# Let $X_1,...,X_n \sim N_p(\mu,\Sigma)$ (iid), how do I interpret the sample mean $\bar{X}=\frac{1}{n}\sum^n_{i=1}X_i?$

Let $$X_1,...,X_n \sim N_p(\mu,\Sigma)$$ (iid). From this question I asked before, I understood that an $$X_i$$ is a gaussian vector, and each vector, once observed (say $$n$$ times), can be stored as a $$n\times p$$ matrix.

Now, how do I interpret the sample mean $$\bar{X}=\frac{1}{n}\sum^n_{i=1}X_i?$$ In particular, how do you sum up $$n$$, $$n\times p$$ matrices. Is my reasoning wrong somewhere?

Each $$X_i$$ is a vector with length $$p$$ and the sample mean will also be a vector of length $$p$$. In particular, if we denote the elements of each vector as $$X_i = (X_{i,1},...,X_{i,p})$$ then the mean vector is:

$$\bar{X} = \Bigg( \frac{1}{n} \sum_{i=1}^n X_{i,1},...,\frac{1}{n} \sum_{i=1}^n X_{i,p} \Bigg).$$

• This assumes that each $X_{i,j}$ takes a single value (1 obervation), right? What if we have $m$ observations?
– user274779
May 15, 2021 at 10:34
• Your question stipulates $n$ observations from a $p$-dimensional multivariate normal distribution. If that is correct then each $X_i$ is a vector of length $p$ (i.e., it contains $p$ scalar random variables).
– Ben
May 15, 2021 at 10:45
• I'm a bit confused. Can't the $X_i$'s be $m\times p$ matrices, given we have $m$ obervations for each of them? So $X_1,...,X_n$ would mean $n$, $m\times p$ matrices, given we observed all $X_i$'s $m$ times? Or this is not correct, as in when we write $X_1,...,X_n \sim N_p(\mu,\Sigma)$, this means that each $X_i \in \mathbb{R}^p$ is just $1$ obervation?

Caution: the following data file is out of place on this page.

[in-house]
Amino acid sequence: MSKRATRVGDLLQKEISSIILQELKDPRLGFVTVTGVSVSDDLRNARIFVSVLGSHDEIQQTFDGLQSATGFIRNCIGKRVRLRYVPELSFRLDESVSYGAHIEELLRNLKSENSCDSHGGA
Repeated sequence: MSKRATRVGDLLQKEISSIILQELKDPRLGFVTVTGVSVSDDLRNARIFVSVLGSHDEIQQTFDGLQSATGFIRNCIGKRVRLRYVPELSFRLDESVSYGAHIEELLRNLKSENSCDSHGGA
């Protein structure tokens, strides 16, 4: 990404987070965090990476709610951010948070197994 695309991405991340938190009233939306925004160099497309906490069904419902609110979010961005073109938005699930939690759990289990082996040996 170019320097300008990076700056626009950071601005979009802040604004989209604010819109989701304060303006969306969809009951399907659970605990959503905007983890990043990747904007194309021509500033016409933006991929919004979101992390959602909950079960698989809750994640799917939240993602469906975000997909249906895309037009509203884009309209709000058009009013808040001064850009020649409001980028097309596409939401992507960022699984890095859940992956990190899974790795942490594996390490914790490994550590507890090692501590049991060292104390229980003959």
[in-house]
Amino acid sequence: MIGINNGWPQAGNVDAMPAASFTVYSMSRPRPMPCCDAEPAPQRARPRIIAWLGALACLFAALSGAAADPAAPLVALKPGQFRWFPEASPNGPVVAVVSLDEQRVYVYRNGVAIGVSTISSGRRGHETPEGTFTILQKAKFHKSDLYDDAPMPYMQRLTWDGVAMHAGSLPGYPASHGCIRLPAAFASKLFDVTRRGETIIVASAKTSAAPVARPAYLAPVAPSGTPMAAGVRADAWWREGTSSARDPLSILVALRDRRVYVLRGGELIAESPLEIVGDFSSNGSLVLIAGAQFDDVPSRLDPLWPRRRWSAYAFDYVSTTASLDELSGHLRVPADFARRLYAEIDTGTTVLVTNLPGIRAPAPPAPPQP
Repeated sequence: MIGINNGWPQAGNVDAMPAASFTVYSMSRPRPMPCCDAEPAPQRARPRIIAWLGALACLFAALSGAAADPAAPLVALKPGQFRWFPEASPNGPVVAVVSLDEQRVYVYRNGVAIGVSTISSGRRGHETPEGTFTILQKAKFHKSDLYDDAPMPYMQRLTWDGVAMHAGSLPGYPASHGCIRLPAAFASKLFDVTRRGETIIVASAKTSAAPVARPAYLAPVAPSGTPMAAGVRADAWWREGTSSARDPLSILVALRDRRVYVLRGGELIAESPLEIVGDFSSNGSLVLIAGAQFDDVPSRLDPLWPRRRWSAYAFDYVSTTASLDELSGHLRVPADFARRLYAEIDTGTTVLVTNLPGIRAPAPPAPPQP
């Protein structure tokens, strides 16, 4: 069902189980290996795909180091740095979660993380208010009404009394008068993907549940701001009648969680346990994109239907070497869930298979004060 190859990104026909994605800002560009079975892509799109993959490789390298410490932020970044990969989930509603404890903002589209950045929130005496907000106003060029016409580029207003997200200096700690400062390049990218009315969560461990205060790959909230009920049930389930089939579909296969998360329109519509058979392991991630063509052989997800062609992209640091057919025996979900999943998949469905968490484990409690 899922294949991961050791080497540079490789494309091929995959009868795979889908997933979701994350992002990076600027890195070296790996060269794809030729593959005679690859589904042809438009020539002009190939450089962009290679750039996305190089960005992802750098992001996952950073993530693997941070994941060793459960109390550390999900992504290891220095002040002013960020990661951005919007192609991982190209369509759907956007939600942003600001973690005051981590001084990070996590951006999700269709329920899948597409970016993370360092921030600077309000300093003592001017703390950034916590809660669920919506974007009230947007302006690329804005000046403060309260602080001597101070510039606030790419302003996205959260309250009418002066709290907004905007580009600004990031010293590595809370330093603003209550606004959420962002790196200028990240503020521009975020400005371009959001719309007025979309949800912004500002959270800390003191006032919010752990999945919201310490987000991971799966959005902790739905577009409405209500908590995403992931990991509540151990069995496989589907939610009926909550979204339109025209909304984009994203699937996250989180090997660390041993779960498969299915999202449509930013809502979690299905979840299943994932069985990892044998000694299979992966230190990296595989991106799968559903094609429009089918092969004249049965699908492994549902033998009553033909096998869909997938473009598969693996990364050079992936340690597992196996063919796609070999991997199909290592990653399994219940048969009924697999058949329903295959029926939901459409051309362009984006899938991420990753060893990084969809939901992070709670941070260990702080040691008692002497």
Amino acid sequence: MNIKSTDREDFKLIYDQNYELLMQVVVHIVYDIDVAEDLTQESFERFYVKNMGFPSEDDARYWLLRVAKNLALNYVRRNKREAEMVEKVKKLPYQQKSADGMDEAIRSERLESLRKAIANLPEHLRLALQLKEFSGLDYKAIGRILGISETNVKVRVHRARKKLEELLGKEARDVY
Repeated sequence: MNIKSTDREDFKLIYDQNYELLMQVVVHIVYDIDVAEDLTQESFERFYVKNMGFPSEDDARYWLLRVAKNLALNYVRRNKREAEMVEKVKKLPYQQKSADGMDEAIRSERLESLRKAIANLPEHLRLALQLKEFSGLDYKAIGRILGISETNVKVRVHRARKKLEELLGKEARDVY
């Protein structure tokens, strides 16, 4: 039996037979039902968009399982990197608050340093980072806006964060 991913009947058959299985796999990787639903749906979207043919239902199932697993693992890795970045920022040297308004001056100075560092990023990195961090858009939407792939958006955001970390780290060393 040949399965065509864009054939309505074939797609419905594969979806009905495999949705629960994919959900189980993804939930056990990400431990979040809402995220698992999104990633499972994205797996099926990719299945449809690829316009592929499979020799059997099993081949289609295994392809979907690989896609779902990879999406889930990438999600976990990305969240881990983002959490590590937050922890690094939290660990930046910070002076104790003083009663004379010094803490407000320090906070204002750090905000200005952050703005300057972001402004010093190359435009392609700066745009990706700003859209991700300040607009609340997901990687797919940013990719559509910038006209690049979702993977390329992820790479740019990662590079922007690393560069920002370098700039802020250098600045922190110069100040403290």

– user274779
May 15, 2021 at 11:03
• The notation $N_p$ usually refers to the multivariate normal distribution producing random vectors of length $p$ (and nothing in your question mentions a value $m$). It is certainly possible to produce random matrices instead, but this is inconsistent with the notation used in your question. From what you have written in your question, you should have $X_i \in \mathbb{R}^p$.
– Ben
May 15, 2021 at 11:07
• yes, I have written that $X_i\in \mathbb{R}^p$. But I also asked what would be the situation if these $X_i$'s were matrices? (I didn't mention $m$, but I did mention $n$ as in $n\times p$ matrirces)
– user274779
May 15, 2021 at 11:11